Able, bored and just down from Cambridge in the summer of 1937, Sally Marsden contemplates her future without enthusiasm. So many have assumed she will marry Hugh Jerrold it is, practically, an engagement. When Hugh returns from his diplomatic posting to China there will be a wedding and a thoroughly respectable settling down. One afternoon Sally's father, impelled by a mixture of his own dissastisfactions, compassion for his daughter's predicament, a newspaper advertisement in The Times and a passing desire to spite his wife, suggests that she travel to China herself. Sally can spend a winter in China and she and Hugh can return together the next spring.
Sally accepts a last adventure before submitting to the strictures of upper-middle-class English female life. By the time she arrives in the East it is not long before the Sino-Japanese war begins to lap around the edges of the isolated and complacent western settlements. A move inland to Nanking restores the peace.
But only a few weeks pass before a disastrous miscalculation separates Sally from Hugh and leaves her trapped in the city, one of two dozen Europeans and Americans to witness the capture and sack of the Chinese capital by the Japanese Imperial Army. The experience is shared with Peter Moss, an American photo-journalist and friend of Hugh. Bystanders in a racial war, Sally and Peter emerge physically unscathed and return to the foreign settlements in Shanghai.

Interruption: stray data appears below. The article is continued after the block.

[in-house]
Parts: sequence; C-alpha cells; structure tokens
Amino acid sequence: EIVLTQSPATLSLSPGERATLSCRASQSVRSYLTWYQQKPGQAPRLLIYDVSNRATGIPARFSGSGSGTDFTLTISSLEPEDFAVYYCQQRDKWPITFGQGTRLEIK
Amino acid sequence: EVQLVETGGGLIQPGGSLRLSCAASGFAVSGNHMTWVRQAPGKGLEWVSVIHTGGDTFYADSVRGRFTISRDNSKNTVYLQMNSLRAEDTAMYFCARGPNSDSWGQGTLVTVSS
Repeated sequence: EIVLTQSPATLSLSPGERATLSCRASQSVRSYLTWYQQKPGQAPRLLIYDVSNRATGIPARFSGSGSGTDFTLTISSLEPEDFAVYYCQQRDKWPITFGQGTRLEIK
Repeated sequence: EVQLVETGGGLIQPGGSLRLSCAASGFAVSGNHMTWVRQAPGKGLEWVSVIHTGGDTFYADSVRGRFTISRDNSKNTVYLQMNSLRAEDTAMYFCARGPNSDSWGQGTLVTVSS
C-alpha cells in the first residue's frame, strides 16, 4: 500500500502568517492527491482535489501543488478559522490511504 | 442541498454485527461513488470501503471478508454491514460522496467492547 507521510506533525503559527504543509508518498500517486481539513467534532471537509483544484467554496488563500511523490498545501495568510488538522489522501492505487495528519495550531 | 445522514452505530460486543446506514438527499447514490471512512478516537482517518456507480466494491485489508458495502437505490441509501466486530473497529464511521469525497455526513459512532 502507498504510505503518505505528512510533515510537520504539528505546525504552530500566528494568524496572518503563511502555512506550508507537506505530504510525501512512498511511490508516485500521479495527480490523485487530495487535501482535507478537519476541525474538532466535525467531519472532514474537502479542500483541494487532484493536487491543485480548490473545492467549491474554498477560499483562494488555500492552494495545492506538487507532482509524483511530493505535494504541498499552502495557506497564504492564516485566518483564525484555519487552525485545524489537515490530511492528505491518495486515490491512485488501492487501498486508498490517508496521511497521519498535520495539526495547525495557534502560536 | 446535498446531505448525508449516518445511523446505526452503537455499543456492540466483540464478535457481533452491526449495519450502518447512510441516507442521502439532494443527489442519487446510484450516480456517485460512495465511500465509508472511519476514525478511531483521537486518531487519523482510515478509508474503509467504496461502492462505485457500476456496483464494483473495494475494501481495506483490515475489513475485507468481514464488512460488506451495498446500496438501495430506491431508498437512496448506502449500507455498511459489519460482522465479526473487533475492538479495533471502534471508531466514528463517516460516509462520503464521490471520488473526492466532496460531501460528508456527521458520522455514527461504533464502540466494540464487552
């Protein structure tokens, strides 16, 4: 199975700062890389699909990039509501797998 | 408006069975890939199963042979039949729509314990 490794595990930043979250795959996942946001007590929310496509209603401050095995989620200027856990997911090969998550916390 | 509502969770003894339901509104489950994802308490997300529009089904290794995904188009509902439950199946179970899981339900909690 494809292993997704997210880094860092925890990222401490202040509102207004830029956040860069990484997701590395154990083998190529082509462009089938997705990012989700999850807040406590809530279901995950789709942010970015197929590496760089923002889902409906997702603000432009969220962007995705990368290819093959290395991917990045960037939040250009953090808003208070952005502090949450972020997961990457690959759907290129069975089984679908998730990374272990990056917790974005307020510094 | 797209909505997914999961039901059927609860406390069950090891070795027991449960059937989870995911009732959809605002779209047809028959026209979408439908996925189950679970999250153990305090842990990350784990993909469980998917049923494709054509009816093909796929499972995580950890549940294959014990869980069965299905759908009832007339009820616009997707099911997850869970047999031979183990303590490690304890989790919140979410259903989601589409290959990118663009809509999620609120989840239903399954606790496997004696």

Sally and Peter went through Nanking together and Hugh now finds himself on the outside of their changed lives. Attempts to carry on as before quickly founder. At a last diplomatic party Sally takes violent leave of all the values and taboos of her class. As the situation in China deteriorates, the three find themselves on the same ship returning to the security of Europe in 1938. A Winter in China is a gripping portrait of lives in turmoil in a world running out of control.
From the Hardcover edition.
"synopsis" may belong to another edition of this title.
Douglas Galbraith was born in Glasgow in 1965 and educated at the University of St Andrews. His first novel The Rising Sun was published in 2000. He has two sons and lives in Fife.
From the Hardcover edition.
"Galbraith has a confident ear for the language of the time, and makes canny use of historical detail... He orchestrates the whole with structural flair and cinematic snappiness... Galbraith is to be commended for retelling, with urgency and clarity, events which have been variously ignored, forgotten and denied" Guardian "Remarkable... His research is impeccable, his take on the period detailed but never dull. He has a cinematographer's eye for the compelling image, and an obvious gift for storytelling" Glasgow Herald "Reads effortlessly, like a feature film unspooling in the mind: an epic full of war and all its horrors" Scotsman "Humane, judicious, beautifully written... His measured prose is distinguished by the lovely phrase and the haunting cadence, and a painterly eye for detail" Sunday Herald
"About this title" may belong to another edition of this title.
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